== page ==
CVB, I eventually do plan to get an actual misting system for my 125. In the mean time however I use a pressurized hand mister. Works well, fine mist etc. I rarely go anywhere far away so that's never an issue. It's just easier for me since my Pixie needs to be sprayed periodically. However what you said about the frogs is 100% true, my tincs are used to it now but they used to get freaked out.Automated misting makes a big difference in time expenditure in larger setups (not to mention it misting while you're away), and also is aesthetically pleasing, since you can sit back and watch it mist. Frogs that tend to pop out when you're misting may also be more likely to do so if your hand is not in the tank waving a big metal stick around...
Umm, yeah. What he said! Except the last sentence.I haven't encountered a DIY mister that performed as well as a commercial product at a level of cost and effort that I felt was worthwhile. Usable diaphragm misting pumps can be be acquired new for $100 or less and are very good at what they do. I am a huge fan of building everything I can myself, from glasswork to plumbing to electrical, but I would find myself purchasing a standard misting pump the same way I use off the shelf gear for water circulation. The off the shelf part is inexpensive and nearly perfect technology.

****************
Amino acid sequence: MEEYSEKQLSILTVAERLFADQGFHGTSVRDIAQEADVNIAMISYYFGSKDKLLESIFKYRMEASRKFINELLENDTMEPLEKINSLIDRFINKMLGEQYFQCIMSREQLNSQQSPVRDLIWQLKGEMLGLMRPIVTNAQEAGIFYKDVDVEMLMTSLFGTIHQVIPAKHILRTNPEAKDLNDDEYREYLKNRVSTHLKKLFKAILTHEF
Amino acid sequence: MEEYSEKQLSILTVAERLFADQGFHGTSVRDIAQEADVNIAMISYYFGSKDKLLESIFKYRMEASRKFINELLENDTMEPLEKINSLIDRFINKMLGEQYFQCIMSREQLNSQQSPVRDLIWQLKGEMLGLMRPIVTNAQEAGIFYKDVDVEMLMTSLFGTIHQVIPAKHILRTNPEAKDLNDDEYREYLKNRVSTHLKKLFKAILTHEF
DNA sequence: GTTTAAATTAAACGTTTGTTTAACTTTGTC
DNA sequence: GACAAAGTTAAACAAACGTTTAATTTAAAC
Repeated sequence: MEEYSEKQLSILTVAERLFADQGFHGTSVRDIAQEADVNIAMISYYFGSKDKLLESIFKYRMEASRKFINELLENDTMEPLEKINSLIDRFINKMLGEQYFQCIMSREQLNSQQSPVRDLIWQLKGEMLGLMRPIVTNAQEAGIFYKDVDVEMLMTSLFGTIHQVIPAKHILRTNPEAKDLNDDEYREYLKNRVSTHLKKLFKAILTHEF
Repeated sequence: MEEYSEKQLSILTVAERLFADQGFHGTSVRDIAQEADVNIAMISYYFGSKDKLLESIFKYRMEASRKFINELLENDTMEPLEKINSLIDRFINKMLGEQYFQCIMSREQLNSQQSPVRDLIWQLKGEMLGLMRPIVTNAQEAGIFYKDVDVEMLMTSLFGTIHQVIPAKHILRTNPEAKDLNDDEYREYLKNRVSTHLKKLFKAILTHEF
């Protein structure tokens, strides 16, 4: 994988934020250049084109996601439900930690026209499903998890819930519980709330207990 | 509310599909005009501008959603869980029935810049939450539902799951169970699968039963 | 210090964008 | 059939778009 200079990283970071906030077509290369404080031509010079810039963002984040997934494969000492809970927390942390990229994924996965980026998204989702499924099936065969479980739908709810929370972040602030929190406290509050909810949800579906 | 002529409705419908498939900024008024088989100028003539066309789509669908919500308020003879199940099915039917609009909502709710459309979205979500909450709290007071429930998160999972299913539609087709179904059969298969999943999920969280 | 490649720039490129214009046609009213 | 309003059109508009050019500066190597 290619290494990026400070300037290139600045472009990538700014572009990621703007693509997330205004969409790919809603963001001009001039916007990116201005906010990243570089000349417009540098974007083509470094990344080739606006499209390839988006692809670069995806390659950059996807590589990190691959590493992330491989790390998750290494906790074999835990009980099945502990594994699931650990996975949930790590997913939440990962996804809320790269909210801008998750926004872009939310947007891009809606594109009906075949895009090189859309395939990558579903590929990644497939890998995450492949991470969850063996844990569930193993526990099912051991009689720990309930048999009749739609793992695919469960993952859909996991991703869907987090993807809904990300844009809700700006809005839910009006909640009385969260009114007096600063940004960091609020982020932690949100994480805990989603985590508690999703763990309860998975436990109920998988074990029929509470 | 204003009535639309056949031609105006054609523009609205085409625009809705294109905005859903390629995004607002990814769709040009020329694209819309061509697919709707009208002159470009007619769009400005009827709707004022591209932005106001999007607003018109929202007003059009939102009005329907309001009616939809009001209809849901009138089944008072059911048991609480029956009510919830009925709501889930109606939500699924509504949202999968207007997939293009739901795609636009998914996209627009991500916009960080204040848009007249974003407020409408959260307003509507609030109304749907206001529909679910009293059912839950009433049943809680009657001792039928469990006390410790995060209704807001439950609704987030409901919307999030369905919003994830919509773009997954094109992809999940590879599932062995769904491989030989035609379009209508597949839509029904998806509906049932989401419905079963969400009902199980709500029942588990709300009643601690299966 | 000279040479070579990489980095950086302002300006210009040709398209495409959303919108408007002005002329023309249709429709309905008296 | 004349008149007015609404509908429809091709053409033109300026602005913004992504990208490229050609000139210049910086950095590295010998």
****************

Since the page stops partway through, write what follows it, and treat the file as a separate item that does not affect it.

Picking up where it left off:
Aside from the pump itself, however, I think buying all the tubing and fittings separately and assembling a system to your spec is the way to go, assuming it is affordable. Until we get a wholesale deal arranged with our fitting supplier I'd probably get the MistKing parts simply because they're cheaper (or so close as to not be worth the effort) than our cost to put together ourselves. I believe he uses pretty standard Legris fittings and Tefen nozzles, as Tony has pointed out in other places, but offers them at a pretty solid price.
Not that it would dissuade me from piecing out my own kit myself just for the hell of it.